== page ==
The Jaguars may have saved their season with the victory over the Eagles because they seemed to have a lot of problems last week when coach Jack Del Rio said Sunday that Byron Leftwich's ankle was a reason for his poor performance in Houston, said Monday it wasn't the ankle and then decided Tuesday it was. He finally decided to give Leftwich the week off to rest the ankle and gave David Garrard his first start of the season.

Del Rio also seemed to throw his assistant coaches under the bus when he complained that they should have told him to pull Leftwich.

And a restaurant owner posted a comment on the Jaguars' message board that one of the defensive players came into his place last week and when he was asked what happened in Houston, he supposedly said, "it was the idiot coach."

But Del Rio made all the right moves against the Eagles as they stressed the running game and gashed the Eagles with 209 yards rushing.

Del Rio also seized on the comment by former Eagle quarterback Ron Jaworski, who said on ESPN last Monday that the Jaguars were a "mentally weak" team after losing in Houston last week, to fire up his team.

Del Rio reminded the players about the comment after practice Friday and again at their Saturday night meeting and the Jaguars responded.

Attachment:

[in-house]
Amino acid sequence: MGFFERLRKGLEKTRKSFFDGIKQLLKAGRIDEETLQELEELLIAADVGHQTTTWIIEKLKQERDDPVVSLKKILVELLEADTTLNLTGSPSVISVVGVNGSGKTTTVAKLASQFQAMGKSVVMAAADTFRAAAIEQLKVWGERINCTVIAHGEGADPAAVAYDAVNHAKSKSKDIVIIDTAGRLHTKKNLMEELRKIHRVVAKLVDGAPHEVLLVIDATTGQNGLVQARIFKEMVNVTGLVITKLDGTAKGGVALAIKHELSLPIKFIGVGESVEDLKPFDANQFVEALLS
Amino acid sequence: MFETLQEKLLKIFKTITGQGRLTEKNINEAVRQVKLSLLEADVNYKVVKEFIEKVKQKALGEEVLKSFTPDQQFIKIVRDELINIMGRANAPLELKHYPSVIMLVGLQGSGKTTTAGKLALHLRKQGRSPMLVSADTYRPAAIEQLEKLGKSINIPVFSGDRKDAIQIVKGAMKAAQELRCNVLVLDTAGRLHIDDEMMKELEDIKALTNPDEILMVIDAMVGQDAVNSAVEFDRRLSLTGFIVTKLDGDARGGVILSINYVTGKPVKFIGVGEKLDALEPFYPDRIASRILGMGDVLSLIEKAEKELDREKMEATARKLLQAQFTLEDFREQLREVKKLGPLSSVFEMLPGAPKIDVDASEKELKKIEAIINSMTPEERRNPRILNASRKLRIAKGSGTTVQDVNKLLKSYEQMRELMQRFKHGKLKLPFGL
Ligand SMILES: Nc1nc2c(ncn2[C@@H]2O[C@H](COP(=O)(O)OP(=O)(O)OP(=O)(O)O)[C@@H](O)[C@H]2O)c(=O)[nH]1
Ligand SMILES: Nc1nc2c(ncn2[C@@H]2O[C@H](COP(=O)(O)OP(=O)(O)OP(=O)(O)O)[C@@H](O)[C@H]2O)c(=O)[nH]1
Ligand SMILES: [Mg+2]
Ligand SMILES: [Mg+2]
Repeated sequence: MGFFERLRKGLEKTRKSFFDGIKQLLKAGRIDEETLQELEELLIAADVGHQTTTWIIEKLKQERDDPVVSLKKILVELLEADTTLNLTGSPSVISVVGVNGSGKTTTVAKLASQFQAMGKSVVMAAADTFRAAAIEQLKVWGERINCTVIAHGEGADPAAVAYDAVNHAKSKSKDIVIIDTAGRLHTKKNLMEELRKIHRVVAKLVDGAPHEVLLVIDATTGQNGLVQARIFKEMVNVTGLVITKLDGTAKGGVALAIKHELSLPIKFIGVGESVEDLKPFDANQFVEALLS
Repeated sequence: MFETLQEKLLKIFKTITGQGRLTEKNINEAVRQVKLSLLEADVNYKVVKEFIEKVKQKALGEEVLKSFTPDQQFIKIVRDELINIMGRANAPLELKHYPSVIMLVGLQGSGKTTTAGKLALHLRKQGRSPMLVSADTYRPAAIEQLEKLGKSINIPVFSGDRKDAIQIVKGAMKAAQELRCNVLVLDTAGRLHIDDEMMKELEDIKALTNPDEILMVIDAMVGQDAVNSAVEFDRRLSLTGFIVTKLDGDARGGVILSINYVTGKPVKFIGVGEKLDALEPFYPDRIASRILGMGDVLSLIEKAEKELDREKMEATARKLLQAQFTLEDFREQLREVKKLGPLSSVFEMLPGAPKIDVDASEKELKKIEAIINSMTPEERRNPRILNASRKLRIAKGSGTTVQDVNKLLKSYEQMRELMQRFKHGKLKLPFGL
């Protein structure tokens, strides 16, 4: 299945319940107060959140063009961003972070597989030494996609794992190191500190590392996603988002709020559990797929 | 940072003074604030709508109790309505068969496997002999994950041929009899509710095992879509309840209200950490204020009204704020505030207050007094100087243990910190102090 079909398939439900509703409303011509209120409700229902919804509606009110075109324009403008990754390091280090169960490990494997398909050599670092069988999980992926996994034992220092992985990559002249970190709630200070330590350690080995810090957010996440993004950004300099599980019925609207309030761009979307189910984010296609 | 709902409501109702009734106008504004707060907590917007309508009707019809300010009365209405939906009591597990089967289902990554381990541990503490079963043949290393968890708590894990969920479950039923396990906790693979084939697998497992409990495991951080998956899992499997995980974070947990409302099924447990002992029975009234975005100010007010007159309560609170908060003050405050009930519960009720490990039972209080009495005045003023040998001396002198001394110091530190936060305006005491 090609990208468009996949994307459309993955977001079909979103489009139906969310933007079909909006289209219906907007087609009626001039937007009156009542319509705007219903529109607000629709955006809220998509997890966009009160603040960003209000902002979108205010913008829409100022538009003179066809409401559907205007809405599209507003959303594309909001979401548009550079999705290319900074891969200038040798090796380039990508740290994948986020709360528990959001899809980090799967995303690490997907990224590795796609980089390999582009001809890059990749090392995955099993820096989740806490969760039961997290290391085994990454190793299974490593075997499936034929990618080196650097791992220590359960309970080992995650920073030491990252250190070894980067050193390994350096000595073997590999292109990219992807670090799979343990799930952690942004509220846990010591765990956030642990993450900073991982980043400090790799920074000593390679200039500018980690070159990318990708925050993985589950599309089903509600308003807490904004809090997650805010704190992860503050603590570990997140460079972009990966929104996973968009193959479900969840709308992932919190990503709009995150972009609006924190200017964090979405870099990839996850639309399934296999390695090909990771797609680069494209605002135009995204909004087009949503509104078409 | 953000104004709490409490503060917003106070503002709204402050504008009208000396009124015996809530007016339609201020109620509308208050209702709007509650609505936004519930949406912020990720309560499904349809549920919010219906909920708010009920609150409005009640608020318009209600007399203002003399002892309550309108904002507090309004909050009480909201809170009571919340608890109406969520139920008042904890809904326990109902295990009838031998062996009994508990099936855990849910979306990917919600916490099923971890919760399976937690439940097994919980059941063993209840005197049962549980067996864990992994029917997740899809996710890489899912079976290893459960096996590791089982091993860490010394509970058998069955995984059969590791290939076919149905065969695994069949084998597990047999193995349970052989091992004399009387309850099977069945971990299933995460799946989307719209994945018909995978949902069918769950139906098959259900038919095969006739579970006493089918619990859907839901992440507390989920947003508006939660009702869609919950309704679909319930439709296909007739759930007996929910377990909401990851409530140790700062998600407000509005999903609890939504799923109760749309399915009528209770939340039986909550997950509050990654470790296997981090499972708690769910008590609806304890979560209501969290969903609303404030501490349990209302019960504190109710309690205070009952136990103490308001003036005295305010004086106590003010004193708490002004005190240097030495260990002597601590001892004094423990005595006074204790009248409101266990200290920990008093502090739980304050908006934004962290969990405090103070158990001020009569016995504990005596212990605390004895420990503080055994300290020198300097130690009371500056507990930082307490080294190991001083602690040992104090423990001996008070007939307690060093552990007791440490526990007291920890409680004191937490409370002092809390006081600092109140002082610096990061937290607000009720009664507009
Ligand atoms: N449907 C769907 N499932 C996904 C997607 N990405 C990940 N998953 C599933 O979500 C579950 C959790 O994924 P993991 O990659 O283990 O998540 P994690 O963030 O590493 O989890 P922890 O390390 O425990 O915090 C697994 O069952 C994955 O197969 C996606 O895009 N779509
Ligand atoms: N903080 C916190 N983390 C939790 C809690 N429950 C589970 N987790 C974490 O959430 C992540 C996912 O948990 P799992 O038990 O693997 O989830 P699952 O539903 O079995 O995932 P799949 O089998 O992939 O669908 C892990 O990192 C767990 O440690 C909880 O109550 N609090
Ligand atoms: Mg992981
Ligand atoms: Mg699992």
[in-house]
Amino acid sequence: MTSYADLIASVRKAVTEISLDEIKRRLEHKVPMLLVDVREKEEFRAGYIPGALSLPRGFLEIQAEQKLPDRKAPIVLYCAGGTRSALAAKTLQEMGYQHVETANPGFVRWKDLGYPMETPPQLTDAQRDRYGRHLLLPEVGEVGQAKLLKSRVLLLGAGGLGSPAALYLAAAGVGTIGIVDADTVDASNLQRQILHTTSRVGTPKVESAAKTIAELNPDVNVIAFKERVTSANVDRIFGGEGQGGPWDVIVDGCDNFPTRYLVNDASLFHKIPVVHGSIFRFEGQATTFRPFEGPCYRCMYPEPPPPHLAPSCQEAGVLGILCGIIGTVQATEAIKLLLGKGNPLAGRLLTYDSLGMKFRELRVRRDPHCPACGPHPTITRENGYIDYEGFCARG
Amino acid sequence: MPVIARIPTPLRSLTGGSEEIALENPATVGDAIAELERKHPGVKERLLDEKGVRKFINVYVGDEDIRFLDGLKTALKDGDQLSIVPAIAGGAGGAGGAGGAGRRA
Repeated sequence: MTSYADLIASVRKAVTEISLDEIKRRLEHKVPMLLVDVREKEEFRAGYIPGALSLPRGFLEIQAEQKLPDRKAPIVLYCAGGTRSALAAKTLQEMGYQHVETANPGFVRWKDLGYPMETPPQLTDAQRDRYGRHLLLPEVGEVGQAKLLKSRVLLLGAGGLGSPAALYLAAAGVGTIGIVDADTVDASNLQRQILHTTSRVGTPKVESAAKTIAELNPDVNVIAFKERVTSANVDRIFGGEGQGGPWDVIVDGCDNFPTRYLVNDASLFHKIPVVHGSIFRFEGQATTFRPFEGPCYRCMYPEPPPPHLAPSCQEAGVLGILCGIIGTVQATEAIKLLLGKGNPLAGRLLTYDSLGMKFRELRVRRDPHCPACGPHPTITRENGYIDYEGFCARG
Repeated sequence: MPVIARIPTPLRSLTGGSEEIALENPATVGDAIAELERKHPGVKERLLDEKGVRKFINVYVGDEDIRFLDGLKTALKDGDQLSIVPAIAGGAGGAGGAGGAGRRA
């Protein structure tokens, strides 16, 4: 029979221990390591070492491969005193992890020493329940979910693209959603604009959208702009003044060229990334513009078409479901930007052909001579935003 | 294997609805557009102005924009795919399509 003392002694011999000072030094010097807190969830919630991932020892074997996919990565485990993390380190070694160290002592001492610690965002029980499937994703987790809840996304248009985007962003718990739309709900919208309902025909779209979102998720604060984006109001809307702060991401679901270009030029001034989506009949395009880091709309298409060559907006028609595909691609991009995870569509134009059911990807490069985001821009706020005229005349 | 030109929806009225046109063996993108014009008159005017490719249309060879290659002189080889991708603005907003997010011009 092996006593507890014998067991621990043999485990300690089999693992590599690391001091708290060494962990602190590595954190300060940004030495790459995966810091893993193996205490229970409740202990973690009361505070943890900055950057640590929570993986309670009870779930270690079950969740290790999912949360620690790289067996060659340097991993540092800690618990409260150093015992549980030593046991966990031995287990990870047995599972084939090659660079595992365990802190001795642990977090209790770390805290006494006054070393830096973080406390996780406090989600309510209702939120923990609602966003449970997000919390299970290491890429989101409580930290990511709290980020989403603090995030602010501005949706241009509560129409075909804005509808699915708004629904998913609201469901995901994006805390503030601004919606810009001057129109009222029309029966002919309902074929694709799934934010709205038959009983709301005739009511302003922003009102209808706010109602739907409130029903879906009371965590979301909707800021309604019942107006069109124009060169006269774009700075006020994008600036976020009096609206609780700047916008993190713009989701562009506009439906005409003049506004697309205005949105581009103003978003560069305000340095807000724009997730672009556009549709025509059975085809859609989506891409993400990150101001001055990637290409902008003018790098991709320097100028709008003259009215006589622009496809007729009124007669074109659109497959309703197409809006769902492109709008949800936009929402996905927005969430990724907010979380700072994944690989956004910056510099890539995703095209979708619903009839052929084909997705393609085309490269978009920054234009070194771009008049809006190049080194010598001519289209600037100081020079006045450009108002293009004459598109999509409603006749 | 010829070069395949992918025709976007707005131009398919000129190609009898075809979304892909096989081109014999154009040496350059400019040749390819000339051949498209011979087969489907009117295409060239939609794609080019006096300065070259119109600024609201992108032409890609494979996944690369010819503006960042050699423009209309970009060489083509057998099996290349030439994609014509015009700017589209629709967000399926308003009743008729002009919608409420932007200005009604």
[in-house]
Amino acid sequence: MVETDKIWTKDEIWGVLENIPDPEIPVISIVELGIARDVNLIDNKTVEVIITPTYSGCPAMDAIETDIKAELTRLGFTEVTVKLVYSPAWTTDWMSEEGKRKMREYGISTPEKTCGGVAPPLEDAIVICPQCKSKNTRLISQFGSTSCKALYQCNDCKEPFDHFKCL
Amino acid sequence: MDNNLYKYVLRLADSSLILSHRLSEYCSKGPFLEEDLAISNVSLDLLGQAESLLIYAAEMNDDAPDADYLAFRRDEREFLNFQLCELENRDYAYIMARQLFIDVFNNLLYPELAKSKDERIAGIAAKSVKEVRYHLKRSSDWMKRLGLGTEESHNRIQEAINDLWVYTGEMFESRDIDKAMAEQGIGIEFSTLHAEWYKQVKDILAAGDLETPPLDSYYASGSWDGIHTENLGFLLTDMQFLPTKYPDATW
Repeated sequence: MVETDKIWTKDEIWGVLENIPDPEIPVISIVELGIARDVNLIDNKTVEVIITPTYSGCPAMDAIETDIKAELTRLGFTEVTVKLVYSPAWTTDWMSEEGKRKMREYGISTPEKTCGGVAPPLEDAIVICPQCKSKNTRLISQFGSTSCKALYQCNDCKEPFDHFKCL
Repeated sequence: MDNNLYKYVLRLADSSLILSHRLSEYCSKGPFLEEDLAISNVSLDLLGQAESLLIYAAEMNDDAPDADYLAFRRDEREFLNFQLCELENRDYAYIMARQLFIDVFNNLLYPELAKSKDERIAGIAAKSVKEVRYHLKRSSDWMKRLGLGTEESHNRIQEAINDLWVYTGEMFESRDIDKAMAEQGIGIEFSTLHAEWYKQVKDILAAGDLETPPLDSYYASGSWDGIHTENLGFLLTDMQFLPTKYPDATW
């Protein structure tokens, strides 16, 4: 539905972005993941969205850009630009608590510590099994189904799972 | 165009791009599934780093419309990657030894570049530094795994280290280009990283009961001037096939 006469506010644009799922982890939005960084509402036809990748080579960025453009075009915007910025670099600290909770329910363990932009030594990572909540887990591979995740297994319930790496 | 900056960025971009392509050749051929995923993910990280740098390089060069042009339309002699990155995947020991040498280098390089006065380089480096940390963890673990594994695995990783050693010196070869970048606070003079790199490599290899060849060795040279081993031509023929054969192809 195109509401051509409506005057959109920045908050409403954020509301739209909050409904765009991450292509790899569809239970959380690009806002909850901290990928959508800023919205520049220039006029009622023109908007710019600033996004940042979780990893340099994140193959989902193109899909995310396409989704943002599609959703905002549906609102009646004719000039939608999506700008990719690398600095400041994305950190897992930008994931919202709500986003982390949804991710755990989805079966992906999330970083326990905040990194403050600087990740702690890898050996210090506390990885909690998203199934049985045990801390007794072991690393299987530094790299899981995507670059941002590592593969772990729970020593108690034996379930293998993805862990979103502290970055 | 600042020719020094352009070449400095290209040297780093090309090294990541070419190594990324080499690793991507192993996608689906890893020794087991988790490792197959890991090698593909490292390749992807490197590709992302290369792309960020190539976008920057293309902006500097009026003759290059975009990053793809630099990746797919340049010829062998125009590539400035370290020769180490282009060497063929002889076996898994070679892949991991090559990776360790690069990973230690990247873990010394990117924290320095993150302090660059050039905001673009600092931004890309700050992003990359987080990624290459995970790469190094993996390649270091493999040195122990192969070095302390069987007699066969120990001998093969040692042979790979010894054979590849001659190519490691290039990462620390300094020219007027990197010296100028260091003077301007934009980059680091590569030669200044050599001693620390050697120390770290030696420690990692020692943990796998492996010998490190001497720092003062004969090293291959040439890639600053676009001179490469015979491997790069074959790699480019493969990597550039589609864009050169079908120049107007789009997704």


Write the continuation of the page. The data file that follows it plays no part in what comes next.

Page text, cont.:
Just in case anybody forgot about Jaworski's comments, Del Rio brought them up at his post-game press conference without being asked about them.

"Our team was talked about by Mr. Eagle (Jaworski) here in town," he said.

On using the comments as a motivational ploy, Del Rio said, "As a coach, you'll latch onto anything you can to motivate your guys. It was a nice little thing to remind them of how somebody else saw them."

The players got the message.

Veteran defensive end Marcellus Wiley, who saw spot duty after missing four games with a groin injury, said, "It definitely ticks you off. Those comments definitely jacked us up. That's bulletin board material at its best."

Cornerback Rashean Mathis said, "We're still human. When you get insulted, it bothers you. I'm sure it inspired us a little bit. My college head coach (Alvin Wyatt) always said you never want to wake up a sleeping dog."